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Dealing with suffering in a supportive, healing space.

June 30, 2022

Dukkha.

I am always about two decades behind when it comes to media / technology. I struggle to use the remote control for our (smart?) TV, I refuse to upgrade my old, smallish iPhone that I can’t type well on due to my massive thumbs, and I cannot for the life of me work out why I cannot just save an excel spreadsheet to my mac (whatever OneDrive is, I don’t want it grrrr!).

My daughter mocked me the other day for not knowing what a widget was. Widgets, gifs, reels are all way over my head but seem to be very 2022, which is why it confused, and surprised me, when the lovely chap building my new website suggested I wrote a blog.

I do know what a blog is (hoorah!), but blogs were invented in the 1990s weren’t they?

So, who is going to read my blog nowadays?

At the risk of sounding smug, I am currently sitting, alone, looking out at the sunset over the Cornish sea. Well, sunset is a stretch, but it is a magnificent view. I am three days into my annual yoga retreat, where I come to be a student, be fed delicious, heart-warming food, and meditate, a lot.

My knees are starting to feel it now from the long daily periods of sitting, but my heart (and central channel) is feeling full of love, compassion and clarity.

The last 6 months have been some of the hardest times I have experienced in my 42yr lifetime.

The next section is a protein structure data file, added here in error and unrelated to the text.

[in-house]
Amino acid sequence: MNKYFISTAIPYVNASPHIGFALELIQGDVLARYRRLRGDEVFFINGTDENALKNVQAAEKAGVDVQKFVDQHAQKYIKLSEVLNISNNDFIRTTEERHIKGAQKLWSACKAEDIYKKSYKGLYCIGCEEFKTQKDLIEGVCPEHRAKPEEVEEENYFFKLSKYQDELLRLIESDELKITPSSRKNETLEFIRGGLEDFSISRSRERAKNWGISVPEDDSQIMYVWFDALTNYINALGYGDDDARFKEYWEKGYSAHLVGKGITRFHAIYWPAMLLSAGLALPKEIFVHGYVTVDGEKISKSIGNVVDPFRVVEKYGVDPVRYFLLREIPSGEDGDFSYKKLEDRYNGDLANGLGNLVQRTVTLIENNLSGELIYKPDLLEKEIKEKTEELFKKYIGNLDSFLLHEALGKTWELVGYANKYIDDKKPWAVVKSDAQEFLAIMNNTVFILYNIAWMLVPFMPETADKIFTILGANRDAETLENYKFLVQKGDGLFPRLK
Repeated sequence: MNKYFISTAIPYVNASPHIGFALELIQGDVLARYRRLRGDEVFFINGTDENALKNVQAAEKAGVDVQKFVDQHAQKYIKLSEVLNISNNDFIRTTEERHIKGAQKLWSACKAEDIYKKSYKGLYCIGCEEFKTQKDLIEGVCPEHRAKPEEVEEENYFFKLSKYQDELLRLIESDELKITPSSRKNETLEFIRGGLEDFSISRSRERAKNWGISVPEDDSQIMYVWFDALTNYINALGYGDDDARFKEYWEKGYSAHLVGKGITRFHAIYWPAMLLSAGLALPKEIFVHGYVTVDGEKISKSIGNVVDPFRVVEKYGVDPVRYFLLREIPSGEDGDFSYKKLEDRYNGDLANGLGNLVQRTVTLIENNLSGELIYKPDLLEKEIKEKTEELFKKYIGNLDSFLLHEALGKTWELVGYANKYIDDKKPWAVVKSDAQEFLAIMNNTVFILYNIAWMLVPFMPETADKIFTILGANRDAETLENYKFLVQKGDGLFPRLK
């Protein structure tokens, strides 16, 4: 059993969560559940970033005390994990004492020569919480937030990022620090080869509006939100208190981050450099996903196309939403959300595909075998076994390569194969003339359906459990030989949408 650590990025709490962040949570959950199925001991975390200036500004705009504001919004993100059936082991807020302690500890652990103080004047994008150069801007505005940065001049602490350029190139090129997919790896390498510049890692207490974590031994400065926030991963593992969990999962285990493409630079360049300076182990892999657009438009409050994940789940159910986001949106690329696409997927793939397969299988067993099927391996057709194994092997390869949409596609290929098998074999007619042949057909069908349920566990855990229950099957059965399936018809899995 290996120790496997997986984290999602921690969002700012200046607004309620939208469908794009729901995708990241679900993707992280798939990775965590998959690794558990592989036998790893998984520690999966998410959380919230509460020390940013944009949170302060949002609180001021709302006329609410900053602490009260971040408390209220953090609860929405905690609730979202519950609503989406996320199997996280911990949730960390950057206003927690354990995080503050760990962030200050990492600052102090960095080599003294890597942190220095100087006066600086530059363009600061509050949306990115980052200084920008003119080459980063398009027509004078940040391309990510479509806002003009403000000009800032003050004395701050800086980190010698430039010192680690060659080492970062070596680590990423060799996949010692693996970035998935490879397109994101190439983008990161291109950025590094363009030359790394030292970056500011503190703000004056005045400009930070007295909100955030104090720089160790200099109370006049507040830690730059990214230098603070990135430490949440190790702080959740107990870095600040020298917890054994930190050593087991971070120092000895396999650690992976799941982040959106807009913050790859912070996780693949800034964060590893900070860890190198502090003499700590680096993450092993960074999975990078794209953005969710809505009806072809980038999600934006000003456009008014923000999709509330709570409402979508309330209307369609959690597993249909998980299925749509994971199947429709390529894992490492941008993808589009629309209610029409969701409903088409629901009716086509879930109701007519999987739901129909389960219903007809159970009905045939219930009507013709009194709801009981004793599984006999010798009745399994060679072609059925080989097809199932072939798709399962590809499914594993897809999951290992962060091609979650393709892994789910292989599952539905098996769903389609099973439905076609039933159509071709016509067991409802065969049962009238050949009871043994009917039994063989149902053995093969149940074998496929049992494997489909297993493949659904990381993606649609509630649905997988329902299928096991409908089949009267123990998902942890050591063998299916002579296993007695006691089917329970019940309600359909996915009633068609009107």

In February my dad was diagnosed with Lewy body dementia (I had no idea what that was, it turns out it’s probably the worst form of dementia someone can suffer from).

Just 6 weeks prior to that he was my ‘normal’ dad, could hold a telephone conversation, walk to the shops by himself, take care of his wife (my step mum) and generally go about life as he had done since the pandemic set in.

The diagnosis was an enormous shock for our family and still is.

He now lives, permanently, in a nursing home, with 17hrs of 1:1 care in a 24hr period. He is the youngest person there at 72 years of age. He usually knows who I am when I visit but has had moments (before the latest drug was introduced) when he did not.

Being here gives me time to process.

We have been grieving for my dad. We have lost the person he was and it is very painful to see his mental and physical deterioration. It saddens me as I walk down the cliffs to the ocean that my dad will never experience the fresh sea air or the feeling of sand in between his toes again.

It saddens me to think of my step mum alone and desperate to keep hold of any glimpse of her loving husband as much as she can.

Being here is healing.

It feels safe here, a supportive, held space. My wonderful teacher of 7 years + is from the Tibetan Buddhist tradition and has this incredible positive energy that is truly infectious. I know this comes from his years of regular practice and that is why I come here every year, to try and tap deeper into my own practice to help build an inner resource, an inner strength.

In this evening’s meditation session he shared from one of his teachers’ books…

The parable of the second arrow is a well-known Buddhist story about dealing with suffering more skilfully.

It is said the Buddha once asked a student,

If a person is struck by an arrow, is it painful? If the person is struck by a second arrow, is it even more painful?

He then went on to explain,

In life, we can’t always control the first arrow. However, the second arrow is our reaction to the first. This second arrow is optional.

Being here is necessary.

Love and peace xx

Lou

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